Updated: Jan 5
Here we go again (insert ABBA’s Mamma Mia here). Another 365 days have gone by, and let’s face it, 2020 was not what we all were expecting. Most of us had goals and ideas for things that we wanted to accomplish, and for one reason or another we weren’t able to do those things, or we had to exercise our problem solving skills to modify those goals or ways to achieve them. But now that we are (thankfully?) at the end of another year, people are beginning to talk about New Year’s resolutions and how 2021 is going to be “my year”. But did you know that only approximately eight percent of New Year’s resolutions are actually achieved?
I don’t know about you, but Math was not my major in college, and I still know that’s not a great success rate. But why is that the case? Why do the majority of us let our New Year’s resolutions fall to the wayside after just a few weeks? It’s because they are not SMART.
No, I’m not calling you unintelligent (and I would never by the way). SMART is just an acronym for the most successful way to set and actually reach your goals.
So, let’s talk a little bit about Suzie and her goal for 2021. She wants to “be healthier”. It sounds like she has a pretty good idea of what she wants, right? Not really. Let’s help her turn that lofty, vague idea into a SMART goal.
S- specific. In order to be successful with our goals, we need to know what we are actually trying to do, which is a little bit more difficult than it sounds. Suzie wants to “be healthier”, but what she really means is that she wants to lose weight so she can run around and play with her grandkids that she is currently struggling to keep up with. Losing some weight will in turn decrease her blood pressure and knee pain that she has also been having.
M- measurable. “Losing weight” is still vague though. Would Suzie reach her goal if she lost merely 1 pound? Probably not what she was thinking. So, let’s make it measurable, a number that is easily identifiable so Suzie will know exactly when she will reach her goal. The update looks a little bit like this: “I want to lose 30 pounds by only eating fruits and vegetables”.
A- achievable. Unfortunately, it is probably not achievable (or healthy) for Suzie to lose 30 pounds by limiting her food choices to only 2 food groups. Based on her current eating habits of eating meat and grains daily with the occasional scoop (or 3) of ice cream with a warm chocolate chip cookie, severely limiting her choices would be a drastic change. A more achievable goal for Suzie may be to add at least one serving of fruit and one serving of vegetables to her existing dietary routine. That sounds a little less scary, right? Now, her goal stands as “I want to lose 30 pounds by adding at least one serving of fruit and one serving of vegetables to my diet every day”.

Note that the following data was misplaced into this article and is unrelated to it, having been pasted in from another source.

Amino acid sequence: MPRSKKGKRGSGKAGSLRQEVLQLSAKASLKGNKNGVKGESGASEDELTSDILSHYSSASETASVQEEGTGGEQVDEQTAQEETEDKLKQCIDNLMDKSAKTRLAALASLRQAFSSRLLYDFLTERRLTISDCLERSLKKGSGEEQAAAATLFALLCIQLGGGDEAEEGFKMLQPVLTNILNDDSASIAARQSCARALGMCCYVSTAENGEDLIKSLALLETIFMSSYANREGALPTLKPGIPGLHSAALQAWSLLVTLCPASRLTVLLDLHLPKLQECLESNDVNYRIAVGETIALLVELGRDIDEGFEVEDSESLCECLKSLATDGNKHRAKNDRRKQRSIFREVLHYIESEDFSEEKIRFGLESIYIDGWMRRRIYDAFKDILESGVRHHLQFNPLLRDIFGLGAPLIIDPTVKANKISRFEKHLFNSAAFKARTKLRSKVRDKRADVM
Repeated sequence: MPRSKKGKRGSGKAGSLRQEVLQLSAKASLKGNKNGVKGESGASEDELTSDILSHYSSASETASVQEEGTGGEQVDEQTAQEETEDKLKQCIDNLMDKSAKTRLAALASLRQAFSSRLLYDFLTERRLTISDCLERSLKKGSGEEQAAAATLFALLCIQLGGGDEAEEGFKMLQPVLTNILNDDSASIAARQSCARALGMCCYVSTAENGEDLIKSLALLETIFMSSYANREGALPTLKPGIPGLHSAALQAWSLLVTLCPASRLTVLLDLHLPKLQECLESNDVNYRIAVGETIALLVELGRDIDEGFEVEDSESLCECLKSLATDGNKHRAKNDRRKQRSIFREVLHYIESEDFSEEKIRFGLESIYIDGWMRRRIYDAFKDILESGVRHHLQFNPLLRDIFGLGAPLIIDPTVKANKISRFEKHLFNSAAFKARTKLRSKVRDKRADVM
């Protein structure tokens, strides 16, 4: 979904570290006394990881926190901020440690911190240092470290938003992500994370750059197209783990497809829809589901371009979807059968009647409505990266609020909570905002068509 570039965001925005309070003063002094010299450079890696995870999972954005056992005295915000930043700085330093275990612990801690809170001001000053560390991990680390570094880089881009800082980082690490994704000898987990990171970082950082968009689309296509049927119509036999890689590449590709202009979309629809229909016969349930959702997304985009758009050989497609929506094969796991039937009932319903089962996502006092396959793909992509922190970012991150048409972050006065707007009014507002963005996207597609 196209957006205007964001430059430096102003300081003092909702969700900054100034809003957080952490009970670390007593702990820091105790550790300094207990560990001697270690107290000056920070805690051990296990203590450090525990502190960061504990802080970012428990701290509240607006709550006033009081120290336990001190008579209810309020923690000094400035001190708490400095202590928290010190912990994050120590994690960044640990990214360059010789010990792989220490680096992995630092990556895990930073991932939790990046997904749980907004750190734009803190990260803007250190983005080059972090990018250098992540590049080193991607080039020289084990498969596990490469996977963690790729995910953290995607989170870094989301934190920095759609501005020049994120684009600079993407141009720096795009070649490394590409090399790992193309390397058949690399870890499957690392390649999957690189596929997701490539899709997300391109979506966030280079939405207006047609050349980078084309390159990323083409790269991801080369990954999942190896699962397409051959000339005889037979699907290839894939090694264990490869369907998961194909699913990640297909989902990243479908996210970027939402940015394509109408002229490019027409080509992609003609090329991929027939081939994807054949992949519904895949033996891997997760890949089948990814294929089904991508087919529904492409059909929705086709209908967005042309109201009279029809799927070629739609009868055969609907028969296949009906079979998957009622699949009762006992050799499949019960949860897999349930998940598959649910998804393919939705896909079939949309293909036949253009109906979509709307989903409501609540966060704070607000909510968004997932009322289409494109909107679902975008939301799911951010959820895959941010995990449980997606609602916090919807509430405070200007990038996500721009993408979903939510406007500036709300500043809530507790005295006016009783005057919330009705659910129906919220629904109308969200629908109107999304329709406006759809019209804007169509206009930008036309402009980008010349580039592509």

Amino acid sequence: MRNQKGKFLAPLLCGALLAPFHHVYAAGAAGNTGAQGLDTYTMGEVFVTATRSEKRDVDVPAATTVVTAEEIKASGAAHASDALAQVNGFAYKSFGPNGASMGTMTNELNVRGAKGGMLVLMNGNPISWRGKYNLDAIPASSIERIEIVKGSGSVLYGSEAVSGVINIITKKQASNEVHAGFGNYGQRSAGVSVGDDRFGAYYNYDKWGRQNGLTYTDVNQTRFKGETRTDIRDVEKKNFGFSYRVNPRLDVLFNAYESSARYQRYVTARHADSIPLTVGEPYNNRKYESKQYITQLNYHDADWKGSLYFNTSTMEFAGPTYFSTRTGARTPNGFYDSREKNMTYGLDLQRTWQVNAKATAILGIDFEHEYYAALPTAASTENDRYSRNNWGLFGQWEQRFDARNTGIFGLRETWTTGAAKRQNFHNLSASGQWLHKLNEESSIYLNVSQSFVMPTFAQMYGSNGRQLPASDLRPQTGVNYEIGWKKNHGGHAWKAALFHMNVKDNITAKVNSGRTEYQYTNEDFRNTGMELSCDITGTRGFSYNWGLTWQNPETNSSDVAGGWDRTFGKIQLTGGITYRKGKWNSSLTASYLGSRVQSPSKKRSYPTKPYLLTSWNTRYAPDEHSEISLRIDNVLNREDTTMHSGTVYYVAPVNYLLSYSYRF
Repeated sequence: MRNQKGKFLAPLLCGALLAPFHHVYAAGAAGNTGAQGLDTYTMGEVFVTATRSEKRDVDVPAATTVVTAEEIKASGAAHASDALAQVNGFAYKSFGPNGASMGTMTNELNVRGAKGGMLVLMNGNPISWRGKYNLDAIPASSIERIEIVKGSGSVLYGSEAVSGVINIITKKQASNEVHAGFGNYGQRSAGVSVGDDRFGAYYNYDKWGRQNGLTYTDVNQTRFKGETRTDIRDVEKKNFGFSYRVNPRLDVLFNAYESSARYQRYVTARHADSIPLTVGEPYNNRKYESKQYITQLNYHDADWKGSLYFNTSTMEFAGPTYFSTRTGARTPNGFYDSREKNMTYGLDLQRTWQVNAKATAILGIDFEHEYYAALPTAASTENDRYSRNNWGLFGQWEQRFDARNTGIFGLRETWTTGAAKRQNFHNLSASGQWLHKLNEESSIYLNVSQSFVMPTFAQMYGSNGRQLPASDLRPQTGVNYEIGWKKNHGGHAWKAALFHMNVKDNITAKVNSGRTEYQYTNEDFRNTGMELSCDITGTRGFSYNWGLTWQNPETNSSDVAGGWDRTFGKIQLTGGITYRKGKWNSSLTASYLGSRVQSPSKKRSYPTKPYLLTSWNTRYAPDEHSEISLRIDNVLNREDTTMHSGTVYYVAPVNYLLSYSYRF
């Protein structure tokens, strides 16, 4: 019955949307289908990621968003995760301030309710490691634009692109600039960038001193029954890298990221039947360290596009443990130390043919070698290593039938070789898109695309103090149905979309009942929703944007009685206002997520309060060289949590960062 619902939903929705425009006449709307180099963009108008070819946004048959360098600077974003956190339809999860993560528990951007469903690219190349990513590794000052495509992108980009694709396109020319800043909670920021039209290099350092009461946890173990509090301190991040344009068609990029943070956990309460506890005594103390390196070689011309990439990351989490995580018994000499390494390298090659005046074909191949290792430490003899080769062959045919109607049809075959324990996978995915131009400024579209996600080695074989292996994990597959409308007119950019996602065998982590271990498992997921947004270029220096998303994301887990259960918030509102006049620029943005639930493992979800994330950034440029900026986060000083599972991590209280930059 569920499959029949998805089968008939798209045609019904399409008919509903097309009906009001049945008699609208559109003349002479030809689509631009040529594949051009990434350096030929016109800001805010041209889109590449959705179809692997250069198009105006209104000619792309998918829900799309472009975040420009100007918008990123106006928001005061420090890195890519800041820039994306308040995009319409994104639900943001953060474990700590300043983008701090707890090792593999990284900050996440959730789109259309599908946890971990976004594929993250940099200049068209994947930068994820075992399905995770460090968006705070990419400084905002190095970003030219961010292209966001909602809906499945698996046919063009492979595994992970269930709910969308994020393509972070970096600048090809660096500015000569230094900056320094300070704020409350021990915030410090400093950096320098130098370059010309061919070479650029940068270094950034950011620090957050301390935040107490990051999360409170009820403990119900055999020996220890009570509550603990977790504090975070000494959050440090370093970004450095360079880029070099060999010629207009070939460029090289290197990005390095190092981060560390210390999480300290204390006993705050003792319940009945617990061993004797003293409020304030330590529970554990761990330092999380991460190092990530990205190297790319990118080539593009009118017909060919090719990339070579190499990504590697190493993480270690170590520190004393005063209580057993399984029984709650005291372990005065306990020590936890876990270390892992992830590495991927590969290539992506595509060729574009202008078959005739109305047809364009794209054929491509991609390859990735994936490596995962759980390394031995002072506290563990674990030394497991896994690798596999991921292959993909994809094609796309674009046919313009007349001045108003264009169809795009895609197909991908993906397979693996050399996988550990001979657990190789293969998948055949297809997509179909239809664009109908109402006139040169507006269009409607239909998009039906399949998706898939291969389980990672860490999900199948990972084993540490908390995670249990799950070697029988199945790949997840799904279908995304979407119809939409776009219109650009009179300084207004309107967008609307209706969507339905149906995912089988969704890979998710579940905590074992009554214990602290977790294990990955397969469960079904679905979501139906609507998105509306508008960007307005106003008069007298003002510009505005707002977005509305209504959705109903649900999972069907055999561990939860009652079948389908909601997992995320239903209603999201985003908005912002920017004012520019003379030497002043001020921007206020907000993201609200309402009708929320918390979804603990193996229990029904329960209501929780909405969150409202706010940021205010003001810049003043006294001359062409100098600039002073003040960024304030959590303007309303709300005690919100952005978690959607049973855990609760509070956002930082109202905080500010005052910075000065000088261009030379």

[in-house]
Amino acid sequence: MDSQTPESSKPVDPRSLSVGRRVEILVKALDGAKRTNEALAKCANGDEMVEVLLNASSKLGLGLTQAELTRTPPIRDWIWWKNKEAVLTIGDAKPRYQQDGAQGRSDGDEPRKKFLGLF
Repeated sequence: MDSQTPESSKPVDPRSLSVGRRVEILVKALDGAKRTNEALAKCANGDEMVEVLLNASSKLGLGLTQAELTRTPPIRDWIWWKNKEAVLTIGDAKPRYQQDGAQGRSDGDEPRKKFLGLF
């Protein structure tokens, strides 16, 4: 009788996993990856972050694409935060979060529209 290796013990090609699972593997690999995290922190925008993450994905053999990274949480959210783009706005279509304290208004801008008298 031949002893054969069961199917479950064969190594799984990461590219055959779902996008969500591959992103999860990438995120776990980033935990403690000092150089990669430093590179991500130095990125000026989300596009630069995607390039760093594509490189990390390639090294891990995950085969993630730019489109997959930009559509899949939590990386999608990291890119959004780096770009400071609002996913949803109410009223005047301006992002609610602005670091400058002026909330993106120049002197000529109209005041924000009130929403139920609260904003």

R- relevant. At this point in the goal-making process, we’ve been able to focus on what exactly Suzie wants to do and how she’s going to do it. But one of the most researched and studied topics in the behavioral sciences is also one of the most important when talking about goals: motivation. If a person is not motivated to do something, the likelihood that they will put forth effort to do so is slim to none. Suzie previously mentioned that she wants to lose weight to be more active with her grandchildren, whom she loves very much and enjoys spending as much time as she possibly can with, which makes this goal very important to her. This goal may not be as relevant to Suzie if her primary care doctor merely suggested she lose some weight. No offense to medical professionals! But research has shown that goals are more likely to be achieved if it’s something WE want as opposed to if someone else wants it.
T- timely. Last, but certainly not least, it would be beneficial for Suzie to identify how long she wants to be working towards this goal. If not, she could be working on losing her 30 pounds for the next 10 years (Sound familiar? No? Just me…). She considers what may be a reasonable amount of time, and Suzie decides that it would be most realistic for her to set a time frame of 6 months. This would equate to losing approximately 1 pound per week, which sounds doable.
Now let’s put it all together. Suzie’s SMART goal is “I want to be healthier by losing weight (specific), precisely 30 pounds (measurable) by adding at least one serving of fruit and one serving of vegetables to my daily dietary routine (achievable) because I want to spend more quality time with my grandkids (relevant) in the next 6 months (timely)”.
Phew. That’s a lot more than just “I want to be healthier”. But that’s the point! Now, instead of having just a general idea of what Suzie’s goal is, she knows exactly what, when, and how she is going to do it.
Bonus tip: Research has shown that, in addition to developing SMART goals, people are nearly 40% more likely to achieve their goals by merely writing them down.
That being said, I encourage you to spend the next few days considering your dreams and desires for the upcoming year and develop your own SMART goals of how you will achieve them. Feel free to also “write down” your goals either in the comment section below or share them on our social media pages at ZENlightenment Wellness Center on Facebook, Twitter, and Instagram!